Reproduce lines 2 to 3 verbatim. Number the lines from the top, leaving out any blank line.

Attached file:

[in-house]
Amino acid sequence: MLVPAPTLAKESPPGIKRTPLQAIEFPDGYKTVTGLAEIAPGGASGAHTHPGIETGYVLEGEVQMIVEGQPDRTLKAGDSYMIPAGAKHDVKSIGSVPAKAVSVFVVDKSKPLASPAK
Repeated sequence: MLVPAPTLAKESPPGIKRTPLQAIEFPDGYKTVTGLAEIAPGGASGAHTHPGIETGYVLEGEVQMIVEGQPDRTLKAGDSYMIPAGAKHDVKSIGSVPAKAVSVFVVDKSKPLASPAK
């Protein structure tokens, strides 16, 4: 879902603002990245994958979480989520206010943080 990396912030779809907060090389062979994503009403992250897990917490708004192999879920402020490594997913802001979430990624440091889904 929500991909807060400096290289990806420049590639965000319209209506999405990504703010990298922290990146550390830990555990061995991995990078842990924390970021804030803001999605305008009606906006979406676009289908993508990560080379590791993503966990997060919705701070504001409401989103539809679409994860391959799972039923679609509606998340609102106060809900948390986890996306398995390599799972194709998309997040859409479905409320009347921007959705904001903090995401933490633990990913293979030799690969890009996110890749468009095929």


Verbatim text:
Amino acid sequence: MLVPAPTLAKESPPGIKRTPLQAIEFPDGYKTVTGLAEIAPGGASGAHTHPGIETGYVLEGEVQMIVEGQPDRTLKAGDSYMIPAGAKHDVKSIGSVPAKAVSVFVVDKSKPLASPAK
Repeated sequence: MLVPAPTLAKESPPGIKRTPLQAIEFPDGYKTVTGLAEIAPGGASGAHTHPGIETGYVLEGEVQMIVEGQPDRTLKAGDSYMIPAGAKHDVKSIGSVPAKAVSVFVVDKSKPLASPAK